Why OCD Affects Women Differently Than Men

Obsessive-compulsive disorder or OCD is a commonly used, and perhaps overused term these days. While many people jokingly blurt out they have OCD during conversation and banter, many people who claim to have it actually don't. OCD isn't just an inkling for keeping things in order but a type of anxiety disorder that can greatly impact a person's quality of life.


OCD is marked by having obsessive and intrusive thoughts and then having to repeat certain actions based on those thoughts (via the National Institute of Mental Health). There are many ways OCD manifests, such as people thinking their hands are dirty and having to wash them a certain number of times or thinking they left the stove on and having to repeatedly check it several times in a row. 

In entertainment, several television characters who have OCD tend to be male. Consider popular characters Sheldon Cooper from "Big Bang Theory" and Adrian Monk from "Monk." However, more women have OCD than men, and it affects them very differently.

How OCD presents in women

Though OCD can affect any person regardless of age or gender, both men and women who have OCD also typically battle depression and anxiety.

In men, OCD affects single men more than coupled men and they have more symptoms that revolve around sexual-religious and aggressive dynamics, notes a review published in the Brazilian Journal of Psychiatry). Men usually get OCD symptoms earlier in life, some even in childhood, before 10 years old. They have weaker social skills and often turn to substance abuse to mask the pain of living with the condition.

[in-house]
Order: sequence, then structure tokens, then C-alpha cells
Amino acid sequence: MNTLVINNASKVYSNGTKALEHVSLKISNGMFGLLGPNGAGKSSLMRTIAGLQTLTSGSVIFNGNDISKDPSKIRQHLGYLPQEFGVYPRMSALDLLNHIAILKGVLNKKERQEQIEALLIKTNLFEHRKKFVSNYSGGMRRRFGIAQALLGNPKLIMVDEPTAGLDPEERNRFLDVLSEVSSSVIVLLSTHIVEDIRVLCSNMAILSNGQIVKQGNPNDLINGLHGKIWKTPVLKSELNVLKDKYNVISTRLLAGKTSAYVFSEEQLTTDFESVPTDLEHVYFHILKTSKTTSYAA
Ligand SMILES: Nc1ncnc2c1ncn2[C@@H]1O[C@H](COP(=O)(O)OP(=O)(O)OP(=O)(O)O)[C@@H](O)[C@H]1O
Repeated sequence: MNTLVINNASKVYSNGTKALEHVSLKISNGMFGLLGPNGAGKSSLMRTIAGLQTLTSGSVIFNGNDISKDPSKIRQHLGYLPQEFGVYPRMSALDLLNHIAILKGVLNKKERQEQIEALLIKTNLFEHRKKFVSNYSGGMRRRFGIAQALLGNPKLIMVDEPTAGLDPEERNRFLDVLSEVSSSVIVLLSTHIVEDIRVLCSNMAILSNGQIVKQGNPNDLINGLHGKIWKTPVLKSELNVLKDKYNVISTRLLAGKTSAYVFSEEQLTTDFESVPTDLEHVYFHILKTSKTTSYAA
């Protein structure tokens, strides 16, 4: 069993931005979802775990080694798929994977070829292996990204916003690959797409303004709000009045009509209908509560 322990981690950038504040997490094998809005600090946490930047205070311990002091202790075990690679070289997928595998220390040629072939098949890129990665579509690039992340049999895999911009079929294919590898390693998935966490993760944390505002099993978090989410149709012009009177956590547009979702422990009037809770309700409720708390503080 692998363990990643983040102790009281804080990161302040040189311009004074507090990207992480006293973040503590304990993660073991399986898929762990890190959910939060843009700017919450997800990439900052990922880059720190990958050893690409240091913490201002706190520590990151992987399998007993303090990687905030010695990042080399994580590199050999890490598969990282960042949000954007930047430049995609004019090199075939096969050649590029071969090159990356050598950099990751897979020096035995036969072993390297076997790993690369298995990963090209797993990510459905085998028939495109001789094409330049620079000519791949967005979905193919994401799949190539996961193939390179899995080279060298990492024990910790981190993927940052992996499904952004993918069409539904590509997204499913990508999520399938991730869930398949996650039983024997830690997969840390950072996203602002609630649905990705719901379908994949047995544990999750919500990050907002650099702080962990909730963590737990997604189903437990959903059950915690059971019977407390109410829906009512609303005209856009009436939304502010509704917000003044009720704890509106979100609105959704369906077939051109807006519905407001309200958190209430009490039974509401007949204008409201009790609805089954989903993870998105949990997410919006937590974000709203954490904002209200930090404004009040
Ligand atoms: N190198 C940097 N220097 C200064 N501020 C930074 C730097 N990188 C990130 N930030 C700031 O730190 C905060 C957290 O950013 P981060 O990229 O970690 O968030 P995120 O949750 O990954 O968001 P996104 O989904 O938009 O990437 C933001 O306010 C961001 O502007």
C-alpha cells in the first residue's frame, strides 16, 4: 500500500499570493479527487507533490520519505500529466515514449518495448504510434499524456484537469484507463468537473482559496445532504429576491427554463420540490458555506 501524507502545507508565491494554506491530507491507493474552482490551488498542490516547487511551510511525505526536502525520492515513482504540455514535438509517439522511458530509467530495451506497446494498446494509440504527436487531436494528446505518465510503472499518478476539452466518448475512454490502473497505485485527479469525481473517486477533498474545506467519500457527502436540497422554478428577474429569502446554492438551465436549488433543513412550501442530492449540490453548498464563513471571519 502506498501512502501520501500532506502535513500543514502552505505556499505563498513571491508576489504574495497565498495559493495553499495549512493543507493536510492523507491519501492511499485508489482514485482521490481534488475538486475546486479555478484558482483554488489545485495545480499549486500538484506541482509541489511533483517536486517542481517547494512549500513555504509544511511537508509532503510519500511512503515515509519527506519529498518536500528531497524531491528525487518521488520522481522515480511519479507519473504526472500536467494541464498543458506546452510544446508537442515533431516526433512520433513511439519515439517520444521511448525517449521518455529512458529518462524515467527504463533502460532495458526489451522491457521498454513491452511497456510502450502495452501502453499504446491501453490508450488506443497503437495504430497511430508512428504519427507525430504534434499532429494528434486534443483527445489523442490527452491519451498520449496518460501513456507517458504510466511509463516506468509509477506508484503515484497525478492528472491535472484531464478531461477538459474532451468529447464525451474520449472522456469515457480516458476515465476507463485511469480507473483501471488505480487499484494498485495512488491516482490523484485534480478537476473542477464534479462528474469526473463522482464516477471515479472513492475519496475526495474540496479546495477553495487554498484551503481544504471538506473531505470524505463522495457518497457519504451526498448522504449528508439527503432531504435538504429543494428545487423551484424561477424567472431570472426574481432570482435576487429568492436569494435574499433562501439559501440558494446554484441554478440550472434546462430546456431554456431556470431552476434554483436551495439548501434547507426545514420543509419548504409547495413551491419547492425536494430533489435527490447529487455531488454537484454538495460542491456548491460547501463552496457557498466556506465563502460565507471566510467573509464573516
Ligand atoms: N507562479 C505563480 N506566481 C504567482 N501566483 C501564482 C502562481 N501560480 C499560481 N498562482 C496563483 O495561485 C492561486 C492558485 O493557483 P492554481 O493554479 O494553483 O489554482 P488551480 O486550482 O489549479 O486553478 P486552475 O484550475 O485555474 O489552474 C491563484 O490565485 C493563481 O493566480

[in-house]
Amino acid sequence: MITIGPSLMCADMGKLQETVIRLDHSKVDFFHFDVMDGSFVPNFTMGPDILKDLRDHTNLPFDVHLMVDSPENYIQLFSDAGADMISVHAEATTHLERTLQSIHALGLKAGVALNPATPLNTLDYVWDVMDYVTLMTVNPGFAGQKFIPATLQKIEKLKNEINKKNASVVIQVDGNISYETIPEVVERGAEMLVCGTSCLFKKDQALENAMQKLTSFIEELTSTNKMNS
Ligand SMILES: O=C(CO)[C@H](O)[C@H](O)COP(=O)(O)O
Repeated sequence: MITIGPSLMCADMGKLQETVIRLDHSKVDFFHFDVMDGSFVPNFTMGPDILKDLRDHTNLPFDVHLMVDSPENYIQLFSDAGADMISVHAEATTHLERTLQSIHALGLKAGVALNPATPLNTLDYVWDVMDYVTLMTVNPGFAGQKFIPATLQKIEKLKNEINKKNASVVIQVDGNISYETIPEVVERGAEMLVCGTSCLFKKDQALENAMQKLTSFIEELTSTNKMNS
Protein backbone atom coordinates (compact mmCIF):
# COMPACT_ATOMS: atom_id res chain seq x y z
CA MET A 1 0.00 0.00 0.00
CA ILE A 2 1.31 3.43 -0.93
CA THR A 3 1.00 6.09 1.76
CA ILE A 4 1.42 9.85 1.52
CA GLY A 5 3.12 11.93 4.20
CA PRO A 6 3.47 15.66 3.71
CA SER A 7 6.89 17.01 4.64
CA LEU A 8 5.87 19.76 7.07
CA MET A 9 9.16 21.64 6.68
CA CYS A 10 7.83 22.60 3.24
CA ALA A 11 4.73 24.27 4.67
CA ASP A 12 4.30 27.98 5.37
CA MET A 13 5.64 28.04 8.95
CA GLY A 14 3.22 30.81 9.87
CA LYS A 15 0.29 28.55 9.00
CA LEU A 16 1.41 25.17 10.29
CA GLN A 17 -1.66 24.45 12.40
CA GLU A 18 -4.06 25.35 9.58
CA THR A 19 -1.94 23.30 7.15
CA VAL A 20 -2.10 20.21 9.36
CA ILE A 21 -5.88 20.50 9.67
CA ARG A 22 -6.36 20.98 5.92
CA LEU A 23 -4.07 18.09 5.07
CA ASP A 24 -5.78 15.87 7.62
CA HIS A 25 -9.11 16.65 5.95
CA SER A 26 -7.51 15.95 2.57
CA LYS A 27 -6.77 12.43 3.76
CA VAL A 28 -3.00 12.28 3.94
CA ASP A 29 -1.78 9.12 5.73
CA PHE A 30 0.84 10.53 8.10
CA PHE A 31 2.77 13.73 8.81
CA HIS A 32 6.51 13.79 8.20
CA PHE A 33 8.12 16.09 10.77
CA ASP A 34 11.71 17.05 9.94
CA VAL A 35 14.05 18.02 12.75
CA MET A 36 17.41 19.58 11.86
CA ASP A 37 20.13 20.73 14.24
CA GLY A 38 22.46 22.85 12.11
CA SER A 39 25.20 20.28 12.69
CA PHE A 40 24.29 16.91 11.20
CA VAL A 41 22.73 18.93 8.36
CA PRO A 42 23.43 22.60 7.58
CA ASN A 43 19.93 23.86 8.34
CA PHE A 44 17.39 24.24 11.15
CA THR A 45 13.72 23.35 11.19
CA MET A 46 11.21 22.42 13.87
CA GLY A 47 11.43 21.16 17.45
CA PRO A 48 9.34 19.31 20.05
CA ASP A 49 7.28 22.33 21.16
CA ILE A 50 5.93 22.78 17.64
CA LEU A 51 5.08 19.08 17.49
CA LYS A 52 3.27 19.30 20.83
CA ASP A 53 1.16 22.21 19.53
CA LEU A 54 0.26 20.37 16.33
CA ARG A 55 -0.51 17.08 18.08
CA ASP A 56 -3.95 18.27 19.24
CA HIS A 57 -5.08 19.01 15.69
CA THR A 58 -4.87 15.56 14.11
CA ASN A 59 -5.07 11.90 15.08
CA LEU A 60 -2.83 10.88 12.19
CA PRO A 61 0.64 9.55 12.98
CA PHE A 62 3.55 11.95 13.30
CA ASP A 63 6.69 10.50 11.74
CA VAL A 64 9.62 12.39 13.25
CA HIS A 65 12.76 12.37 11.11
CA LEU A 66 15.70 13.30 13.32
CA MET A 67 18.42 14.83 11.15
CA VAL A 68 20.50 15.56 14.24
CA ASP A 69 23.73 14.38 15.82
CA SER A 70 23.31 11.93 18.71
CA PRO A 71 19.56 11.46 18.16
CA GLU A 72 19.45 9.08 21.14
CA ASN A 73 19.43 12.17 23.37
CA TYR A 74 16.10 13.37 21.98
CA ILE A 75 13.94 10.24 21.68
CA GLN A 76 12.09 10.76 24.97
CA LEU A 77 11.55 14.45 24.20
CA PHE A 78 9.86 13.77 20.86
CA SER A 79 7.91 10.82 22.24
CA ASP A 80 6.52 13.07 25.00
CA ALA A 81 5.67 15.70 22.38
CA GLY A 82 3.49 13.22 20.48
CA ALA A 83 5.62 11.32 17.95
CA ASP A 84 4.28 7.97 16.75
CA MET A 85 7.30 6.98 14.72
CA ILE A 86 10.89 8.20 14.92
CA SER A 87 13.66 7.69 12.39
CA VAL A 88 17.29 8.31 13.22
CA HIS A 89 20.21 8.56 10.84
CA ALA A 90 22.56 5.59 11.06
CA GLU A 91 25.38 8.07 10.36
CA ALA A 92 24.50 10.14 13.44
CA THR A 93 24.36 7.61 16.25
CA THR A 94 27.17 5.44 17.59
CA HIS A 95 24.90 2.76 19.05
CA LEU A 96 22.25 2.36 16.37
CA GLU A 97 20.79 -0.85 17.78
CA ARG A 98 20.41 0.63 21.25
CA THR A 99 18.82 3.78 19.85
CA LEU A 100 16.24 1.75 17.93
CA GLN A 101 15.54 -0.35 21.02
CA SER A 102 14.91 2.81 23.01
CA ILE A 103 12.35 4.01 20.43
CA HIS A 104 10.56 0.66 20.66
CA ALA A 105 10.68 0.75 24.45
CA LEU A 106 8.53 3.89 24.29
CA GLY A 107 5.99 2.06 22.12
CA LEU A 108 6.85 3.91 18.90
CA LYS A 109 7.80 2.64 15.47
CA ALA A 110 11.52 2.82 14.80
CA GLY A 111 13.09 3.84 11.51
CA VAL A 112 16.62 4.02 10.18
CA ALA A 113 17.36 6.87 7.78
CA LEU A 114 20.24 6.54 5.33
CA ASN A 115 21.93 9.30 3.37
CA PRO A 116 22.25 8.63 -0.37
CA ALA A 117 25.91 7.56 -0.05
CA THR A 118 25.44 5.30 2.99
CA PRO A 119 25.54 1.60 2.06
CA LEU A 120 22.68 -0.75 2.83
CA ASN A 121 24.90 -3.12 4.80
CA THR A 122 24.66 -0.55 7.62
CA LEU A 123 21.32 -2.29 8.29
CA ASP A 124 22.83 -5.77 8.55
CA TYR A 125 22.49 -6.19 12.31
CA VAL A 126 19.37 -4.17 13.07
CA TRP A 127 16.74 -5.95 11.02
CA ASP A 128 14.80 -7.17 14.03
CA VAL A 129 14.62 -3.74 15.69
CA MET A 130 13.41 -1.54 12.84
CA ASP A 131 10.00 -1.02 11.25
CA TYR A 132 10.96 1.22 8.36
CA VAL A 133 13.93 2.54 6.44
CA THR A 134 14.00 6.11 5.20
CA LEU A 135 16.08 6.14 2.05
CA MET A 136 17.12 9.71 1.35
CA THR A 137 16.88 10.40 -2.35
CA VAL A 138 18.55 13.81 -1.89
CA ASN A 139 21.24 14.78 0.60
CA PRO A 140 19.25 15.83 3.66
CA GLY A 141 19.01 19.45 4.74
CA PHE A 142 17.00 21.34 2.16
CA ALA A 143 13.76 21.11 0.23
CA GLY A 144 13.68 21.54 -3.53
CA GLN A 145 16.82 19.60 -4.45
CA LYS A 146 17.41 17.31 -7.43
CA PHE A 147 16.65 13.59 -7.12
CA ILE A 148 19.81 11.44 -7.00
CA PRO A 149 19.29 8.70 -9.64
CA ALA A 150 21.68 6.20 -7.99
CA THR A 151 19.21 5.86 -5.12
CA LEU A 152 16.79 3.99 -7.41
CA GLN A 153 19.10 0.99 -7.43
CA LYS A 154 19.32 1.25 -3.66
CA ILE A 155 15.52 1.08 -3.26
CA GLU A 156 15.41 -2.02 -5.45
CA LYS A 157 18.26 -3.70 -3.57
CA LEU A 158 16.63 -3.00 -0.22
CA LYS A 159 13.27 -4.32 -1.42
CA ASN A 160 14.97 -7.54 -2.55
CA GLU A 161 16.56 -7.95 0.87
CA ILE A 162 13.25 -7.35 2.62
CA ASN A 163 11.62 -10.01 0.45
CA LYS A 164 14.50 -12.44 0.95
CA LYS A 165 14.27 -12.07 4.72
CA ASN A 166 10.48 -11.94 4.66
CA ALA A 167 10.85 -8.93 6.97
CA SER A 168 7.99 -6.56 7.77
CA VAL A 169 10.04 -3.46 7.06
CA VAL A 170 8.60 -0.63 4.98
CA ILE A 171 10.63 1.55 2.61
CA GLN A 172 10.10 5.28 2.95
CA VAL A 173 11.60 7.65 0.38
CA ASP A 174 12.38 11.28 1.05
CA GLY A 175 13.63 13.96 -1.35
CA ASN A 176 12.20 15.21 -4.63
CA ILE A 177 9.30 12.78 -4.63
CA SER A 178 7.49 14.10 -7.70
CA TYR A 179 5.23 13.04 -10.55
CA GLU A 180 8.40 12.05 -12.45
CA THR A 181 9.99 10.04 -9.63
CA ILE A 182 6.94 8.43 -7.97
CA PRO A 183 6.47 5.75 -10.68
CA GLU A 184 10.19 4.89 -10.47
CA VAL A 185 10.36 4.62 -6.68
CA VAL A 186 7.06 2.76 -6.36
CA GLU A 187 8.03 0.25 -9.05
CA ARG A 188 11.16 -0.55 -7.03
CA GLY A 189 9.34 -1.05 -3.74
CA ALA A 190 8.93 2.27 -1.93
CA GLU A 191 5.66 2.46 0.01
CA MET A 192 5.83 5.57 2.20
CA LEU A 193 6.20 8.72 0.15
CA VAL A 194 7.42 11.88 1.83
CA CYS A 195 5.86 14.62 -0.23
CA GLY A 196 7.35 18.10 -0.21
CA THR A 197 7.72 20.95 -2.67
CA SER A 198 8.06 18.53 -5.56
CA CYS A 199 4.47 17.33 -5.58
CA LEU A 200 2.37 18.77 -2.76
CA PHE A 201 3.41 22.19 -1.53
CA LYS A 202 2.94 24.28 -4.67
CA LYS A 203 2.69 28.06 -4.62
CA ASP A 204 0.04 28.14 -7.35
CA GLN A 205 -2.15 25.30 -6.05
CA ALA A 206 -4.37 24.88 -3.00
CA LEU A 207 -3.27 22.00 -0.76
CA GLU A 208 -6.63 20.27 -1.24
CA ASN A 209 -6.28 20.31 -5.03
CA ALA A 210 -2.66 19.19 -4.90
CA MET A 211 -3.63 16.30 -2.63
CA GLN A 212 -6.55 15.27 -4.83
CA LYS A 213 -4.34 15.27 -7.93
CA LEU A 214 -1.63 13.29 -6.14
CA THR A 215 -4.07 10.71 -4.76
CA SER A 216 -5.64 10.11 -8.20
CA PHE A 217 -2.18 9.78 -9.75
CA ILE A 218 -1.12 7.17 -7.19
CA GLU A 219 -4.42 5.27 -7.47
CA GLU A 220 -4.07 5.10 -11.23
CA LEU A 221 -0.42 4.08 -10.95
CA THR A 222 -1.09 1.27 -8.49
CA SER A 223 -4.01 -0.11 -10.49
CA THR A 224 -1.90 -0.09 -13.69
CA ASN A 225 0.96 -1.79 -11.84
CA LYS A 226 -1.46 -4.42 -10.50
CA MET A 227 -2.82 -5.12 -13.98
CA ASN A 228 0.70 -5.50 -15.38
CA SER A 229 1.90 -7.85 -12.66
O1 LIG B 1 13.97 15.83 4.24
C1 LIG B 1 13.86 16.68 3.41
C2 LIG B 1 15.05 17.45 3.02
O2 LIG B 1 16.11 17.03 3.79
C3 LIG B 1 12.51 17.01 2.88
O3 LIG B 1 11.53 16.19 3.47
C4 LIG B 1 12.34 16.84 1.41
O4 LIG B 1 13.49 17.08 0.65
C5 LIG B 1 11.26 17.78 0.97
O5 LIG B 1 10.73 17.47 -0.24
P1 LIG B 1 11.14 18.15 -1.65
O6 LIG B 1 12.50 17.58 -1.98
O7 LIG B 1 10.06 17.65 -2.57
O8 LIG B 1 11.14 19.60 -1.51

In women, OCD commonly manifests as issues with contamination and being clean. They may fear germs and dirt as well as be afraid of getting sick and have hypochondriacal symptoms. Women often experience compulsions to clean surfaces and their bodies. These OCD patterns are also heavily associated with eating disorders. Women are more likely to get OCD symptoms after the age of 10, which isn't surprising since puberty is a prime time for body issues, anxiety, depression, and fear of not fitting in.

Women and OCD

According to research in the Journal of Clinical Psychiatry, more women are diagnosed with OCD than men. In fact, women experience OCD almost 50% more than men. Additionally, younger people tend to be diagnosed with OCD more often than older people. Causes of OCD are varied, but common causes include genetics and personality though you can also pick up behaviors from your home environment. This is especially true if your parents have the condition.


Another cause of OCD may be a clue as to why it tends to affect women more. However, the hormonal fluctuations that occur in cisgender women contribute to existing anxiety and depression. OCD may worsen during menstruation and during pregnancy. Giving birth can also be a precursor as many develop OCD in the postpartum period. Additionally, going through trauma, assault, and domestic violence are other common causes. Though people of any gender can be violated and abused, women tend to experience these types of traumas more often.

If you or someone you know needs help with mental health, please contact the Crisis Text Line by texting HOME to 741741, call the National Alliance on Mental Illness helpline at 1-800-950-NAMI (6264), or visit the National Institute of Mental Health website.